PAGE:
Summary: Thanksgiving is a powerful thing, breaking Satan’s hold on our lives. Series preached leading up to Thanksgiving Day, but good for anytime.
15 Let the peace of Christ rule in your hearts, since as members of one body you were called to peace. And be thankful. 16 Let the word of Christ dwell in you richly as you teach and admonish one another with all wisdom, and as you sing psalms, hymns and spiritual songs with gratitude in your hearts to God. 17 And whatever you do, whether in word or deed, do it all in the name of the Lord Jesus, giving thanks to God the Father through him. Col 3:15-17 (NIV)
INTRO - A HISTORY OF THANKSGIVING DAY
In 1604 King James came to power in England. We hear his name often, as the most trusted version of the English Bible was translated during his reign – the King James Version. He was relatively tolerant of other religious opinions, except those that openly criticized the Church of England.
Secret congregations began to form, as dissenters left their persecuting churches. One such group was formed not too far from Sherwood Forest, in a small village of Nottinghamshire called Scrooby. The authorities found out about them, and they decided to flee to Holland, where they had heard they could practice their faith freely. In 1608, they made it to Amsterdam, and in 1609 they migrated en-masse to Leiden, Holland.
The majority of this group, led by Pastor John Robinson, were still in Leiden in 1620. Joining with a few followers yet in England, they decided to travel to the “New World”. The group in Holland hired a ship called the Speedwell, and another ship was hired in London – called the Mayflower. They planned to meet in Southampton, England, and sail together to Northern Virginia. They met in Southampton on July 22, but the Speedwell had been leaking on the journey from Holland, so they spent the better part of a week patching her up. They finally set sail on Aug 5, but the Speedwell was leaking again, so they stopped in Dartmouth for repairs.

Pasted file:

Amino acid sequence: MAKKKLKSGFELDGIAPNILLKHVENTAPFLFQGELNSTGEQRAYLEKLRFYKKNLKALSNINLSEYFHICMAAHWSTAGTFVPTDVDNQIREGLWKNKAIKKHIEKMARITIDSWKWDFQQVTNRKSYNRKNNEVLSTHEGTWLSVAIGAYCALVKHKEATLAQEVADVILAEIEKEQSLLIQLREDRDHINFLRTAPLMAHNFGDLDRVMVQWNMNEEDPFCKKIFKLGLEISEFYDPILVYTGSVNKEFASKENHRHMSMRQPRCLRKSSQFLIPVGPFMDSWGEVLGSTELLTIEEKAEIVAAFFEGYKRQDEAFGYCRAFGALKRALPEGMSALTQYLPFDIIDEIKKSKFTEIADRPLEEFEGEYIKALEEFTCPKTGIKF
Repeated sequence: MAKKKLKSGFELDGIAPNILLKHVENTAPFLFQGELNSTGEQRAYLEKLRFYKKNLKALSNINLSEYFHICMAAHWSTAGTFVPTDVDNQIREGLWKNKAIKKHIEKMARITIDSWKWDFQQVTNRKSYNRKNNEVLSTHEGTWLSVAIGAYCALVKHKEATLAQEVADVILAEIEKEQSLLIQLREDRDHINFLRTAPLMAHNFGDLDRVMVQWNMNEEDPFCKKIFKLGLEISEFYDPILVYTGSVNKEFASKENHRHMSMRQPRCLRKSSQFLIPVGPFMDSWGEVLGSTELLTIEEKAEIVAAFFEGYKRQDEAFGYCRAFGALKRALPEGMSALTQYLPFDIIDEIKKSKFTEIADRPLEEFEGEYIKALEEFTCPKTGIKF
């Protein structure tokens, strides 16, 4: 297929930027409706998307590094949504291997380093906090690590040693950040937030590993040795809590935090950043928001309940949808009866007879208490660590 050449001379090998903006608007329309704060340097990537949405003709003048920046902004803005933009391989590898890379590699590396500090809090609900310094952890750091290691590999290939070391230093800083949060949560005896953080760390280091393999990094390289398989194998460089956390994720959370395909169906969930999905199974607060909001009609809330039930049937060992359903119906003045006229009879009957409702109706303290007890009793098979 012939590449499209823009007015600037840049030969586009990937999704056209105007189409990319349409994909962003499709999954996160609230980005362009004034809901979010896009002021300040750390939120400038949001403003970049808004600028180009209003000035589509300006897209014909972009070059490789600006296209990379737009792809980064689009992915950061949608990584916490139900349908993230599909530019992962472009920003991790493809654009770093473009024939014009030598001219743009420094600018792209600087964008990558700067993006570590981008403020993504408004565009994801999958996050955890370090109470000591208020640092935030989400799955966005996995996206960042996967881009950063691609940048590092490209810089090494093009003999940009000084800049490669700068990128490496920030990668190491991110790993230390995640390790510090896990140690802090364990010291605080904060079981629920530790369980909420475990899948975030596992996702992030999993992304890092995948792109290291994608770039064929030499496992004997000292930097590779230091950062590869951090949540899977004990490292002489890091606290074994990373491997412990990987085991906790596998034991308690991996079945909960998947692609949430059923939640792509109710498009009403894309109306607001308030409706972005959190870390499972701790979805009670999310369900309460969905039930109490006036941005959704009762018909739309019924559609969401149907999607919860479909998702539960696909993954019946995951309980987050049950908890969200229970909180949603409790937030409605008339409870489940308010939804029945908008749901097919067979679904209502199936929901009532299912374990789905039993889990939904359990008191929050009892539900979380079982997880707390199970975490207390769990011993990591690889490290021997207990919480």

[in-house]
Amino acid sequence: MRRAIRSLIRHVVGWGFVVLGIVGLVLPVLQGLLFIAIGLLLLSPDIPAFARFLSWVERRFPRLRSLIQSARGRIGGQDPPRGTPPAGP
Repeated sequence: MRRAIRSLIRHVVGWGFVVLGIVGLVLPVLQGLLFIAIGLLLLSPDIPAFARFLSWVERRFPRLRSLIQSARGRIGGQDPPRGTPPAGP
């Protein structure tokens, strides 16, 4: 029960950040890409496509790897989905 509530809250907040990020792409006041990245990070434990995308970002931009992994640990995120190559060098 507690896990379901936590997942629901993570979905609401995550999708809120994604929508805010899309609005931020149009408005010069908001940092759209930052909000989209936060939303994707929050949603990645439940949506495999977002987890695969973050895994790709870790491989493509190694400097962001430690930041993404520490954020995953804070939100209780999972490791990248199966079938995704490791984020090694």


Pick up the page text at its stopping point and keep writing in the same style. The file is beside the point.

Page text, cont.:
On Aug 21, after the Speedwell was patched again – the two ships set out for the Americas. But about 300 miles out to see, the Speedwell began to leak again, and it was determined that the ship was not sea-worthy. The two ships returned to Plymouth, England, where they abandoned the Speedwell. The cargo was transferred onto the Mayflower, and while several of the frustrated Pilgrims simply went home, most of them crammed themselves onto what was now a very crowded boat.
Finally, on Sept 6, the Mayflower departed Plymouth, England, and headed for America. She was carrying 102 passengers, including 3 pregnant women. One baby was born on the voyage, but another young boy died of pneumonia. On November 9, they sited Cape Cod – after 66 days at sea. Because of the delays caused by the leaking Speedwell, many of them had spent the better part of four months on the boat.
Arriving much later than expected, they erected hasty shelters. But they simply were not prepared for the harsh New England winter, and nearly one-half of this group died before spring. But persevering in prayer, and aided by the friendly Indians – those remaining reaped a bountiful harvest that next summer. The grateful Pilgrims declared a three-day feast in December of 1621 to thank God and celebrate with their Indian friends. It was America’s first Thanksgiving.